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Mar 192016
 
 March 19, 2016  Posted by at 9:08 am Finance Tagged with: , , , , , , , ,  


Jack Delano Union Station, Chicago, Illinois 1943

Foreign Governments Dump US Debt At Record Rate (CNN)
If Caterpillar Data Is Right, The Industrial Depression Was Never Worse (ZH)
Shades of Plaza Accord Seen in Barrage of Stimulus After G-20 (BBG)
The Yellen Fed Risks Faustian Pact With Inflation (AEP)
The End of the Chinese Miracle (FT)
Traditional Economics Failed. Here’s a New Blueprint. (Evo.)
UK Minister Resigns From Cabinet Over Disability Cuts (Guardian)
Struggling US Oil And Gas Companies Eye Unusual Financing Deals (Reuters)
TTIP: Big Business And US To Have Major Say In EU Trade Deals (Ind.)
Refugees Will Be Sent Back Across Aegean In EU-Turkey Deal (Guardian)
Amnesty Hits Out At EU Over Turkey Deal (BBC)
Migration Is A Fact Of Life – Yet Our Deluded Leaders Try To Stop It (G.)
This EU-Turkey Refugee Deal Is Exactly What The People Traffickers Want (Ind.)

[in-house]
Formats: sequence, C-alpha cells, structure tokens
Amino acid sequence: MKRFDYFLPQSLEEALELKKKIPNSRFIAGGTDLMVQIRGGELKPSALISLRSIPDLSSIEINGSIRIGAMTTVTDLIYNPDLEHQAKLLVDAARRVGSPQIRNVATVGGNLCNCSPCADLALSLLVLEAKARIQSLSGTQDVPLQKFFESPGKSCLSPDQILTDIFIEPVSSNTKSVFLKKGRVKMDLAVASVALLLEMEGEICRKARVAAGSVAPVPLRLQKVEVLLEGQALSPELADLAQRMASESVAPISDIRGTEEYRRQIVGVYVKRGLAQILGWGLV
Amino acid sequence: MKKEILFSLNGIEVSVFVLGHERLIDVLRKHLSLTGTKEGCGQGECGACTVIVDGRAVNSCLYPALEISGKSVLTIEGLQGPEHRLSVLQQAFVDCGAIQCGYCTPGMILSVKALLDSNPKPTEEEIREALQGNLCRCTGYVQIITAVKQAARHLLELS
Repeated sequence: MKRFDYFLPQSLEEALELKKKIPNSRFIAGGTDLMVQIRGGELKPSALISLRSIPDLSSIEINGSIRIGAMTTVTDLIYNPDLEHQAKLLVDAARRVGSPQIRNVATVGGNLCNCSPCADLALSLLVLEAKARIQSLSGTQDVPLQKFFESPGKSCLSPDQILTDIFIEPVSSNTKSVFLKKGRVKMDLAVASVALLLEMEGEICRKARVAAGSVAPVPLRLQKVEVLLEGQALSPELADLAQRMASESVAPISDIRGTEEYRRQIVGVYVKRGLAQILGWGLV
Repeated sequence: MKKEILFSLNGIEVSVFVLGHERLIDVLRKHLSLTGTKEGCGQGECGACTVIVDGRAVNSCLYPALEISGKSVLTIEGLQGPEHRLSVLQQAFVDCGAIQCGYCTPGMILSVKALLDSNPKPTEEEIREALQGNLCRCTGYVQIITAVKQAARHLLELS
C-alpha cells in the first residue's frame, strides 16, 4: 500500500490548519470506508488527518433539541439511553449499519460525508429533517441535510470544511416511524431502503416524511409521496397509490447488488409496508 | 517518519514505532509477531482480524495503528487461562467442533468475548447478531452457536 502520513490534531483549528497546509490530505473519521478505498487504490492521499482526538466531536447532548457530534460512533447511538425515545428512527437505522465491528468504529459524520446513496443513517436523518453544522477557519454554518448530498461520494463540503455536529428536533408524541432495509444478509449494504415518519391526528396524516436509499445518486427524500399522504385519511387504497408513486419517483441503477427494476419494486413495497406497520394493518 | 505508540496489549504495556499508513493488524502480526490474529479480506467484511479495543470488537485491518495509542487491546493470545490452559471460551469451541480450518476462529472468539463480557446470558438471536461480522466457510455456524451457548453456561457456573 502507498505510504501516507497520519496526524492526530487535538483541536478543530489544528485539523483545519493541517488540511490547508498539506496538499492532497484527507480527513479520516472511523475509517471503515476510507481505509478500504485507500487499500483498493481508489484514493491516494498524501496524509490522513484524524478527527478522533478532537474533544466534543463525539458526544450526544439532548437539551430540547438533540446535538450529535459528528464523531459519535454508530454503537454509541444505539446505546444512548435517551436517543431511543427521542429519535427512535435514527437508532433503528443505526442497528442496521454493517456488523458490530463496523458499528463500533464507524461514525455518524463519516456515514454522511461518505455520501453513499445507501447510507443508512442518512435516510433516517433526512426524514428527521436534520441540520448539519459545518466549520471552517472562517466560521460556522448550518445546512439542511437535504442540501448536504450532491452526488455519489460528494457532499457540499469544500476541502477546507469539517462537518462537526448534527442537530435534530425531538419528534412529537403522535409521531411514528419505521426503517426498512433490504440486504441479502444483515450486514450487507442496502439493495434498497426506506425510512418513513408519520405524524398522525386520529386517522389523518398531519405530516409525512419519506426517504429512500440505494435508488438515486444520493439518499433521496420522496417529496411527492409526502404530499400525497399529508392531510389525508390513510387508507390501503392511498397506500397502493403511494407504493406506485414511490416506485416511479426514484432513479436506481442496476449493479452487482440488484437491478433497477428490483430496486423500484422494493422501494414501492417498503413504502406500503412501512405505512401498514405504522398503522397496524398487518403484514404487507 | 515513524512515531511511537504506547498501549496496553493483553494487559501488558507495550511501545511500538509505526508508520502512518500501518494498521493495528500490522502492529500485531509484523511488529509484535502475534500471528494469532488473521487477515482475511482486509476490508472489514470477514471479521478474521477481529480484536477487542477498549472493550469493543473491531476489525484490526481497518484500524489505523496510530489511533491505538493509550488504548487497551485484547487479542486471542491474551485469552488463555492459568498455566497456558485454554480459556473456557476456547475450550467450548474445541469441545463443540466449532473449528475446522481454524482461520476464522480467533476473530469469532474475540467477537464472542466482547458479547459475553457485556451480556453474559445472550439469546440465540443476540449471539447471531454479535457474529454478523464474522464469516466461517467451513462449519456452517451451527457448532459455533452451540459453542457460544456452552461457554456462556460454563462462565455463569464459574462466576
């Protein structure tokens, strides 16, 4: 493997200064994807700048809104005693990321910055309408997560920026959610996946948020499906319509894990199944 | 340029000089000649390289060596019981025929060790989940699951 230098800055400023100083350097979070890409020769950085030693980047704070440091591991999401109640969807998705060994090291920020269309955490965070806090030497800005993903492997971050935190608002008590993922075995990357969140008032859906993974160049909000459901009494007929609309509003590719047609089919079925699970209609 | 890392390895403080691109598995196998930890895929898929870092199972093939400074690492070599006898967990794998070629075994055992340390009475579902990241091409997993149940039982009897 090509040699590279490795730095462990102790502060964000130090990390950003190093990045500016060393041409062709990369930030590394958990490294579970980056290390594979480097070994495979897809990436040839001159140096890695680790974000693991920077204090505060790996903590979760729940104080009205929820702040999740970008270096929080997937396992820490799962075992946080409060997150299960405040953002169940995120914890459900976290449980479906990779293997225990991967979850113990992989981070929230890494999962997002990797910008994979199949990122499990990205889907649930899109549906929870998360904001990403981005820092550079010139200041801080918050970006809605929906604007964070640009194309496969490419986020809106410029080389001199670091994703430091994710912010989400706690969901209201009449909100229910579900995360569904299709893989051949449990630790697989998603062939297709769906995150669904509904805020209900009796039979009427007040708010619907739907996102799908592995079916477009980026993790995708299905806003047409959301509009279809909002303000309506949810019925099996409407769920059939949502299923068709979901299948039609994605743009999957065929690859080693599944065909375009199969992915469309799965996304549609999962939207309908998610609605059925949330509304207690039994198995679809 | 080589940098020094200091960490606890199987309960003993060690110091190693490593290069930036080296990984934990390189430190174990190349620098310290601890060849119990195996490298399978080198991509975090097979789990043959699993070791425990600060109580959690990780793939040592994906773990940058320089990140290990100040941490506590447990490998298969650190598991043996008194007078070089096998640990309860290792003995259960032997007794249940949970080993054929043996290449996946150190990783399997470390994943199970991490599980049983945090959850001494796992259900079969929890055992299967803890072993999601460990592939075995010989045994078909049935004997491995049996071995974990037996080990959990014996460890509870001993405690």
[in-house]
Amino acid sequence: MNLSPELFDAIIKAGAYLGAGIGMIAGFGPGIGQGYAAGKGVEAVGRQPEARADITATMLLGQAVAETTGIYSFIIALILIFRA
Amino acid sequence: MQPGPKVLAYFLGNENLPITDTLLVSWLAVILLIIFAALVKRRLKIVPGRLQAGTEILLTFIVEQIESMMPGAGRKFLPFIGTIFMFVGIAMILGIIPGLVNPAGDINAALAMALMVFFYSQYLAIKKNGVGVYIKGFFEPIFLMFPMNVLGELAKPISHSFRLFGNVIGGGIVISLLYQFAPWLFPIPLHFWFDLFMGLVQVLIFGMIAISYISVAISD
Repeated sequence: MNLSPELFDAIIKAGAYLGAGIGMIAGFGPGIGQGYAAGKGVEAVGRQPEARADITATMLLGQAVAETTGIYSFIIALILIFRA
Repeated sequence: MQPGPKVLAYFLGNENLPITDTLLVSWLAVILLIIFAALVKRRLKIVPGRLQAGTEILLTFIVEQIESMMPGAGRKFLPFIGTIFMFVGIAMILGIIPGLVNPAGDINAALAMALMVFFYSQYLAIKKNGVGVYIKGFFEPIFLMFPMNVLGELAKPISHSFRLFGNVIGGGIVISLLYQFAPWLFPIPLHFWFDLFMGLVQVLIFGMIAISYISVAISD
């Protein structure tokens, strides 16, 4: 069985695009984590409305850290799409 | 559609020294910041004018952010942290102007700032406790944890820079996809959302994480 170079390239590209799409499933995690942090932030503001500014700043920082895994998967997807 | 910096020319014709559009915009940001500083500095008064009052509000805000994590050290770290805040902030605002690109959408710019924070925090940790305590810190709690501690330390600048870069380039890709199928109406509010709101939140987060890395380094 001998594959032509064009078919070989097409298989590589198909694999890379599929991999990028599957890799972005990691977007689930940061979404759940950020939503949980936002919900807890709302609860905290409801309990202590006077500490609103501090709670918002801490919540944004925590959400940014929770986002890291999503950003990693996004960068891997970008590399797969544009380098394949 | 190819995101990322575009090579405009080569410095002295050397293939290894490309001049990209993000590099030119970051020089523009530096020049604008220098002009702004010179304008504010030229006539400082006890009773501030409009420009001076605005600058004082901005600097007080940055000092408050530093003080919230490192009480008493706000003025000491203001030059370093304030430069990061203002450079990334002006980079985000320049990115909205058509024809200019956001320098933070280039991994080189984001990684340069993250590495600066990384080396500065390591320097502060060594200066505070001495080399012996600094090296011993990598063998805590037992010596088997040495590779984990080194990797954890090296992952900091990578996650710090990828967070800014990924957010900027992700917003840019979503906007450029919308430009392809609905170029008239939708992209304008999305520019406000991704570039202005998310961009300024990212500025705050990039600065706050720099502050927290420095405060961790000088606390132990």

Desperation in motion. Sellers of US debt must need money badly. And at the same time: “..total foreign holdings of U.S. debt actually rose in January to $6.18 trillion.”

Foreign Governments Dump US Debt At Record Rate (CNN)

Foreign governments are dumping U.S. debt like never before. In a bid to raise cash, foreign central banks and government institutions sold $57.2 billion of U.S. Treasury debt and other notes in January, according to figures released on Tuesday. That is up from $48 billion in December and the highest monthly tally on record going back to 1978. It’s part of a broader trend that gathered steam last year when central banks sold a record $225 billion of U.S. debt. “Foreigners have no longer been our BFF when it comes to buying U.S. Treasuries,” Peter Boockvar at The Lindsey Group wrote. So what are foreign central bankers doing with these piles of cash? They’re mostly using the funds to stimulate their own economies as the global growth slowdown and crash in oil prices continue to take their toll.